I designed my new overhead demonstration mirror just before the workshop so that this size of group could watch me paint. The mirror is Plexiglas reinforced with wood slats, held up for the time being with a fence post and tape! It’s portable and fits into my car. I just need to make it taller so I can stand under it and work.
We had a rainy day at the winery so we painted a still life with flowers and wine by the window overlooking the vineyard. You could just feel the earth ready to pop out the buds on the grape vines.
Still life for a rainy day. with a favorite white wine. We observed the cylinders on perspective from standing above and at eye level; flowers, glasses, buildings and bottles have form disclosed by light and shadow.
(Photo at left courtesy of Dianne Liepa, and that’s her watercolor “in progress” at far right)
Students’ watercolors from the workshop. We were working with perspective, balance and proportion. I talked about Mary’s good composition and depth (at left), and “following the whites” in Katharine’s work (at right).
Right: Besides the card-catalog easel for large paintings, other “easels” get into the act for rotating, editing, and refining (sofa easel, print rack easel…).
Below: The color of the Florida ocean, dipping my toes in pretend water. It was a motivation, I could just hear the gentle waves.
Below right: Painting the people on the beach and street, I had to imagine the muscles, clothing and movement in the figures. I hope to help my students put figures in their scenes with confidence.
Thinking of blue water
On the beach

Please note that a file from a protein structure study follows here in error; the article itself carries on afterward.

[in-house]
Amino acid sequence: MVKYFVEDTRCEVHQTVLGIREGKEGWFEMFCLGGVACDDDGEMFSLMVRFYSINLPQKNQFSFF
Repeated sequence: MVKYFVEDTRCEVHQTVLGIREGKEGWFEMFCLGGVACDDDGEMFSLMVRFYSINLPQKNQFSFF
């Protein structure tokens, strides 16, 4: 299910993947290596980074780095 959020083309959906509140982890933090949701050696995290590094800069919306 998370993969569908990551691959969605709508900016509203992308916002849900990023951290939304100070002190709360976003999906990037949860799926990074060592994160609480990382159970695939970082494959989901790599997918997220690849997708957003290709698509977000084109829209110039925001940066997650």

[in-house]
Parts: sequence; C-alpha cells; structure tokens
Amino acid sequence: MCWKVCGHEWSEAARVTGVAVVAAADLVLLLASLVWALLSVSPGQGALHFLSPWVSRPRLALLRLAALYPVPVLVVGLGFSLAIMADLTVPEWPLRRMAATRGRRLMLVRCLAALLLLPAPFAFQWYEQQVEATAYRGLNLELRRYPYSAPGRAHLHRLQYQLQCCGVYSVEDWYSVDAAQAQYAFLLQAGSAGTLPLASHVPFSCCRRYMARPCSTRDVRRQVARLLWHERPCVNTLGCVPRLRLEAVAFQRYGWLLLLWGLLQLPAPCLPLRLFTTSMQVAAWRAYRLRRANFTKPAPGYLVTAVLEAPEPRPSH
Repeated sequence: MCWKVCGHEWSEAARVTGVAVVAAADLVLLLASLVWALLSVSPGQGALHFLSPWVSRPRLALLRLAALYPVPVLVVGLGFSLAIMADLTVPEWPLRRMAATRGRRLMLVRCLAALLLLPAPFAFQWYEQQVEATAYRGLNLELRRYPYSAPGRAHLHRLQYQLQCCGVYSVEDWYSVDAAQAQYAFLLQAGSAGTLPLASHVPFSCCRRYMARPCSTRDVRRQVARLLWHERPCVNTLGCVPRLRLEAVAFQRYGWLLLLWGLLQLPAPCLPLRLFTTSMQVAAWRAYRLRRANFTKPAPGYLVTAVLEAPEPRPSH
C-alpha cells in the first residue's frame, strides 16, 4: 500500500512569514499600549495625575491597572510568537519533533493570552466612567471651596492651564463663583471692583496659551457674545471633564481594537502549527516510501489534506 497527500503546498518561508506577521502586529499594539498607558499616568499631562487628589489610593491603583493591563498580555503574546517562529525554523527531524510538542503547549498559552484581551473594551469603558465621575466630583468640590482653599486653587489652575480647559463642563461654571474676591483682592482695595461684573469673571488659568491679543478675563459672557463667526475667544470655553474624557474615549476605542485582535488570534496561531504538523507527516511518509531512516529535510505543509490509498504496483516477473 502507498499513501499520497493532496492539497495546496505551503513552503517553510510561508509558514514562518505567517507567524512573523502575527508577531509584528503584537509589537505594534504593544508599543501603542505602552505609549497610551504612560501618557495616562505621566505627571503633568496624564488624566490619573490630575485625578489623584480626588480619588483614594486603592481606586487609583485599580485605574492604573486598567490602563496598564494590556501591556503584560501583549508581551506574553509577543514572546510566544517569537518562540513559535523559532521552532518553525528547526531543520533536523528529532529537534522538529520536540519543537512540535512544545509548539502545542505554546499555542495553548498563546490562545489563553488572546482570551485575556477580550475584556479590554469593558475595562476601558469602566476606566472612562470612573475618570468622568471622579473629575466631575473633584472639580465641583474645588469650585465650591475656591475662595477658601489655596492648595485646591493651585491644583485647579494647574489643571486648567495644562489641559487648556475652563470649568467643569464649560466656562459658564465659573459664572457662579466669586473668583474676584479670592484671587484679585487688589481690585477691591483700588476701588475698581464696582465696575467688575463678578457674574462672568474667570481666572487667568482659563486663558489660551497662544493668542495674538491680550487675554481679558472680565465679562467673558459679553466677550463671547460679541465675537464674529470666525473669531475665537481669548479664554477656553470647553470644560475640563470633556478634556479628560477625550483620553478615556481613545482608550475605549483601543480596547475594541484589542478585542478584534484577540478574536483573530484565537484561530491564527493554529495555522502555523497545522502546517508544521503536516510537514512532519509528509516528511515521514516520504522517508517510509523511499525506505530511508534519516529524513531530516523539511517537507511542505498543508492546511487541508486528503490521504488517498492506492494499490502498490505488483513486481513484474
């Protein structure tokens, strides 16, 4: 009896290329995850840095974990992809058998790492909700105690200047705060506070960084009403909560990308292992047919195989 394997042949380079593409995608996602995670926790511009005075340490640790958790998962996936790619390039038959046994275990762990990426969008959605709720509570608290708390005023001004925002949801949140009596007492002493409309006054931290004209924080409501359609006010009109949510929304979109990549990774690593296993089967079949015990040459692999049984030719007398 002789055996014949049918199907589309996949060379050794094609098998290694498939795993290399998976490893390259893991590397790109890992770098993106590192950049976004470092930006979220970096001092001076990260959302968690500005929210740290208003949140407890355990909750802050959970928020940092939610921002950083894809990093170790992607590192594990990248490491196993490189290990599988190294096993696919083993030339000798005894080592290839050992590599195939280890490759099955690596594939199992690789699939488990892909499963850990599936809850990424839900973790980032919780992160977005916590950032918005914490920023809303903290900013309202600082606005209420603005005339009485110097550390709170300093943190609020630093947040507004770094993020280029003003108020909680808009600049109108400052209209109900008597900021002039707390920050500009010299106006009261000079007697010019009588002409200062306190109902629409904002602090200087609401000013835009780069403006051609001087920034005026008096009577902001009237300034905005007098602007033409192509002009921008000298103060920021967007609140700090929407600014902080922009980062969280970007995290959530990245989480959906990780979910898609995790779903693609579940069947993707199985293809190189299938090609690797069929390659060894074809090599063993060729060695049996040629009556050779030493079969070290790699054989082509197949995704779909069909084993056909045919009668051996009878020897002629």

Living room with card-catalog easel
Closer view of the card catalog
For large watercolors, like 32″ x 40″, I needed to create an easel large enough to accommodate large papers and still movable so as to be able to rotate and lay flat. Voilà — the ISU library card catalog I purchased at the salvage barn in Ames over 35 years ago that I have moved four times (to the chagrin of my son Devin). I still have good lighting and can work at the drafting table (with bust of David watching) on smaller paintings.
The large watercolors I’ve been working on are of Florida, so have been a relief to paint during the winter weather! There will be three of them total to cover a 12-foot space when framed.
On the dock in South Beach
My brother Bob Clymer in Arizona carved this for me, and I’ll hang it in my booth at art shows! He is an artist in woodcarving and has always had a good eye designing things.
I think this type of plaque would be a super office or retirement gift. I’ll add a link here to his website when he gets it set up.
My portrait in woodcarving
Detail of rooster
Three of the featured artists
at the exhibit opening
Friday evening was the opening event for Watercolor Painting Underground, an exhibit of my students’ artwork showcasing their expressive and beautiful watercolor stories. The artists have been painting and drawing with me beginning in September 2013, and now their “underground” activities (in our basement classroom) are brought to light! It has been a real pleasure for me to have been part of their journey and growth. The show runs through April 10 during business hours in the Top Floor Gallery at the Senior Center (update: this exhibit has now ended).
Finding a flattering style
My new everyday cold-weather hat
This winter I’ve been thankful that my wool hats are warm and not just ornamental! During my travels I noticed women wearing scarves and the cutest hats, with a lot of bows, very feminine. The milliner at La Boutique de Maman used her great artistry to make two of them especially for me.
We used a bird’s-eye view of the hats
as an exercise in drawing class
celebrated in watercolor